- Category: Tanganyikan Cichlids
Julidochromis dickfeldi male. Photo by Rick Borstein.
Julidochromis dickfeldi was first typed by Dr. Wolfgang Staeck in 1975. This slender, African fish native to the southwestern area of Lake Tanganyika in Africa. This attractive fish is a secretive cave spawner with interesting brood care. The parents will raise several generations of babies together and are great Moms and Dads.
It's extremely difficult, if not impossible, to distinguish the sexes of this fish. I believe, and a number of sources confirm, that the females are generally the larger fish.
Julidochromis dickfeldi don't get very big, only about 3 inches or so, so you could consider this a dwarf cichlid. They are well suited to smaller tanks because they maintain rather small territories. This is an attractive cichlid that is well worth trying!
Males are generally quite a bit larger than the females and a bit more brightly colored.
Julidochromis dickfeldi are found in biotopes containing rock and rubble. Generally speaking, these fish don't move around much once they stake out a territory. You will certainly observe this behavior in the aquarium. Native waters for this fish are very hard- - pH range 8.5 to 9.2 and dH range 8.0 to 12.0.
Julidochromis dickfeldi don't like soft water, but they will do fine in neutral or moderately hard water. I bred several generations of these fish in pH 7.0 water with 200 ppm hardness. Some early cichlid references inaccurately state that Tanganyikans are intolerant of water changes. This is simply not true! I change 50% of the water weekly with no problems at all.
Julidochromis dickfeldi does not need a very large tank. I kept five adults and many babies in a standard 20 gallon tank. I suggest a fine gravel for the bottom of the tank and lots of rockwork to simulate caves and hiding places. Julidochromis dickfeldi is territorial, but with the proper tank set-up you can easily limit it. An interesting thing about this fish is that really doesn't move around outside of its territory. My pair never ventured from their half of the twenty gallon tank.
Julidochromis dickfeldi will act aggressively toward conspecifics, so don't keep it with any other julies. I suggest a species tank for this fish.
If you look at Julidochromis dickfeldi, you'll notice the downward pointing mouth. In the lake, these fish graze on crustaceans and other small creatures found on the rocks. This is not a fish that will rush to the surface when you feed them! They'll stay within a couple of inches of the bottom and peck at food as it floats down. My fish accepted a large variety of prepared foods such as flake, New Life Spectrum pellets, bloodworms, etc. The adults also relish Cyclops-eeze, so I fed it several times a week.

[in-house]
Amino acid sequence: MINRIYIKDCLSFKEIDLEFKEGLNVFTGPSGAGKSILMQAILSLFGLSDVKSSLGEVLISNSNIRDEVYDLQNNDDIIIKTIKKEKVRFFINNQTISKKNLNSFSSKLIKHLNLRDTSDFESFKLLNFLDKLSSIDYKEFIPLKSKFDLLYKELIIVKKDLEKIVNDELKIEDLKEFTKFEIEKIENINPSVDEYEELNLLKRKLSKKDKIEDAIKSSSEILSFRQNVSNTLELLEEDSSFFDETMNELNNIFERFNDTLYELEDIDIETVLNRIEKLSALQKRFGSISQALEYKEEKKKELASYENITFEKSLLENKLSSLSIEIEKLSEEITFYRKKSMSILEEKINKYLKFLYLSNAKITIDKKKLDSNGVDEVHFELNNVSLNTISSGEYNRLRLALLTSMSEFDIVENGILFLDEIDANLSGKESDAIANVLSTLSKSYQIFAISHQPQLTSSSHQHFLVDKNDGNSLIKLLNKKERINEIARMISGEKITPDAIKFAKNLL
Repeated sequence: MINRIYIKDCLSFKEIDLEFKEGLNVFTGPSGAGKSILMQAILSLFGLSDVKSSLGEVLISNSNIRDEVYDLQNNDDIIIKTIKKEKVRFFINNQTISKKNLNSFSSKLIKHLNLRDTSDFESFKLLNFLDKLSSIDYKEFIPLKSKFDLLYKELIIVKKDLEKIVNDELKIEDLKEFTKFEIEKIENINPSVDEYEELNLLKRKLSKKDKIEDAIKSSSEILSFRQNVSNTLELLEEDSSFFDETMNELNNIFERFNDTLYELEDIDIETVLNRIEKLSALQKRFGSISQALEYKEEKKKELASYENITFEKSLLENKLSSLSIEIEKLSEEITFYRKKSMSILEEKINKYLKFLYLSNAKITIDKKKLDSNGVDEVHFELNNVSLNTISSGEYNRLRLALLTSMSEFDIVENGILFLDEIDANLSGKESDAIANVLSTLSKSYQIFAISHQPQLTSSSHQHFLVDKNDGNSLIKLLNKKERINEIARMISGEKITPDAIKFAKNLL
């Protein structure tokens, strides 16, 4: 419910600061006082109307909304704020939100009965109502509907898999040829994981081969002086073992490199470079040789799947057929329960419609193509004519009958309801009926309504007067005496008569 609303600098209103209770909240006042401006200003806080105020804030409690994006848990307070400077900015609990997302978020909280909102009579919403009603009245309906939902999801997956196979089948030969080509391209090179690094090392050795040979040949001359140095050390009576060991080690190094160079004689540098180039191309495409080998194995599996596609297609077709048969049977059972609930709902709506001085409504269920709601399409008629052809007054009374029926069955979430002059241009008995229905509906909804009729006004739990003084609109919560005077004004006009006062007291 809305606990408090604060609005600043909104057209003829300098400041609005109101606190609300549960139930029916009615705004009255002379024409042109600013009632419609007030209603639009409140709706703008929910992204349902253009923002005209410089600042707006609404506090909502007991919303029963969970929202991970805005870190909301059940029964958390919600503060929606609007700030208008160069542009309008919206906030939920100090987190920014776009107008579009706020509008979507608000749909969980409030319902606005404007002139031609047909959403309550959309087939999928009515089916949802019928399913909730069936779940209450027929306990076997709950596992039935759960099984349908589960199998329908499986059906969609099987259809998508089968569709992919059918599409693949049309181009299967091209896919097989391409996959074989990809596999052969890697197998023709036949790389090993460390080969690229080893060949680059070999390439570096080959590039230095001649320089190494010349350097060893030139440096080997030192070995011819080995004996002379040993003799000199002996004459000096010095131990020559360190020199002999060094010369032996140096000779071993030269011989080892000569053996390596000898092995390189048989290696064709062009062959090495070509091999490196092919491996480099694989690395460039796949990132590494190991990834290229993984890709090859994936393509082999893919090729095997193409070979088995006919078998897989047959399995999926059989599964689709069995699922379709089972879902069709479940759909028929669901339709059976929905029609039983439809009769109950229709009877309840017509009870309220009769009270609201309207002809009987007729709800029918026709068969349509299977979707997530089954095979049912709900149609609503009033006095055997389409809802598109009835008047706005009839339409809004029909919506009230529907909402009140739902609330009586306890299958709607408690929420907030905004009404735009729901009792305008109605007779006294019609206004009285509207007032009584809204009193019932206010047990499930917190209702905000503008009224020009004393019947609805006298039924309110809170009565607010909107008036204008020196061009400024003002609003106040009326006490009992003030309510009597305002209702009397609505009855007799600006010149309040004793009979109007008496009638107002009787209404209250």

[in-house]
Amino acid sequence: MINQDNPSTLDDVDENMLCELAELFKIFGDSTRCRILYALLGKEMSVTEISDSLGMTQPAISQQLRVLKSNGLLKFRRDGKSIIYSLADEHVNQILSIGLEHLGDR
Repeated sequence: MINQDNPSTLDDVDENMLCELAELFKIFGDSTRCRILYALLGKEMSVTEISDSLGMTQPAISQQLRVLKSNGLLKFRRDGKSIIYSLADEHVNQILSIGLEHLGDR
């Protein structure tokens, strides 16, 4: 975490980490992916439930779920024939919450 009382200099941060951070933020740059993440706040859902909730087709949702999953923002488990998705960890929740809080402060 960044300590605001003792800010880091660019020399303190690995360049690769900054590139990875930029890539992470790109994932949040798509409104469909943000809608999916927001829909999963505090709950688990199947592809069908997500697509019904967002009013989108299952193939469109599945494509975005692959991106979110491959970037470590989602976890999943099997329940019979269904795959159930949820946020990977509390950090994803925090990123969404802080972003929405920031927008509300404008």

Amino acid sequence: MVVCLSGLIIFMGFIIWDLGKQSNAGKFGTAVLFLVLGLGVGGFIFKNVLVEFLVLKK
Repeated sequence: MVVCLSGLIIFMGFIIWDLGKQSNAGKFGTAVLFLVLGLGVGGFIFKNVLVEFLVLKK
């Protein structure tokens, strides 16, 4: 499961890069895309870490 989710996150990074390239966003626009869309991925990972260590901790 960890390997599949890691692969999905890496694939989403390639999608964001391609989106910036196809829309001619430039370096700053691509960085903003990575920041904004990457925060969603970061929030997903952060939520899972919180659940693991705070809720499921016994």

Julidochromis dickfeldi isn't difficult to breed, but some patience is required for two reasons
- They have to be about a year old before they breed
- It's not easy to tell when they've bred!
I suggest that you obtain six to eight fry or juvenile fish and grow them up together.
At one year, Julidochromis dickfeldi will start pairing off. If you've provided rockwork and caves, you'll notice a pair drive away other fish from their territory. After a month or so of "decorating" their new home, excavating gravel, etc., the fish may breed. You may notice increased activity within the cave, and one of the fish may rarely come out because it is guarding eggs. In my case, this was the smaller fish which I believe was the male.
The eggs are laid on the roof or side of a cave almost always out of view. I believe the fish lay between 30 and 100 eggs, but I never knew for sure. The babies are very small when born, and initially feed on small organisms present in the aquarium. I had the best success feeding Cyclops-eeze whenever I noticed breeding activity, even if I wasn't sure that the fish had spawned. I am sure you could feed baby brine shirmp and get better results.
One of the great things about Julidochromis dickfeldi is that the juveniles will help raise succeeding generations of fish. At one point, I had five generations of babies from 1/8th inch long up to about 3/4 of an inch long. The fry have an interesting habit of hanging motionless, orienting themselves vertically or horizontally to match the rockwork. From a distance, I would imagine that they would look like tiny cracks in the rock. Perhaps this is an adaptive evolutionary behavior?
Julidochromis dickfeldi fry grow very slowly taking about four months to reach one inch in length. Fry are easily damaged by rough netting, so be especially careful when you move them.
At retail, you can expect to pay $10-15 for adults and $7-10 for sub-adults.
This fish is widely available from wholesalers, so ask your pet shop to order some for you. It is occasionally available at GCCA meetings. Ask around at one of our meetings and somebody probably has some.
Report November 2001 by Rick Borstein . Updated by Rick Borstein in December 2009.